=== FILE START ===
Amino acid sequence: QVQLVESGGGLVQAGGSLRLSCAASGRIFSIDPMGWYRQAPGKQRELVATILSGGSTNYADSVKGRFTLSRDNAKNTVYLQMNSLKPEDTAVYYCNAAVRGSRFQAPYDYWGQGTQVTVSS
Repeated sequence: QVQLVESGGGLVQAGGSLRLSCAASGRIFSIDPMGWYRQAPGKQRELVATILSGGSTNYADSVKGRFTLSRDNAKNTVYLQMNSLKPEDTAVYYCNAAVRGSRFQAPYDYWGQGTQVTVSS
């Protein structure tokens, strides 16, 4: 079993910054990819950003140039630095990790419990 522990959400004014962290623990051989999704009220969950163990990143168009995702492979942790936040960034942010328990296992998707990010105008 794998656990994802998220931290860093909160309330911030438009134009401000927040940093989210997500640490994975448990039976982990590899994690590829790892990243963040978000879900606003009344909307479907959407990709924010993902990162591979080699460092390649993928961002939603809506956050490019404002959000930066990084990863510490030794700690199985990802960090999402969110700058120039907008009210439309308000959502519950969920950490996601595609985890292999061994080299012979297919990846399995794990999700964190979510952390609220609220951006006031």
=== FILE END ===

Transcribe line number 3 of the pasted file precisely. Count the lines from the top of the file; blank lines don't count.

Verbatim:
């Protein structure tokens, strides 16, 4: 079993910054990819950003140039630095990790419990 522990959400004014962290623990051989999704009220969950163990990143168009995702492979942790936040960034942010328990296992998707990010105008 794998656990994802998220931290860093909160309330911030438009134009401000927040940093989210997500640490994975448990039976982990590899994690590829790892990243963040978000879900606003009344909307479907959407990709924010993902990162591979080699460092390649993928961002939603809506956050490019404002959000930066990084990863510490030794700690199985990802960090999402969110700058120039907008009210439309308000959502519950969920950490996601595609985890292999061994080299012979297919990846399995794990999700964190979510952390609220609220951006006031």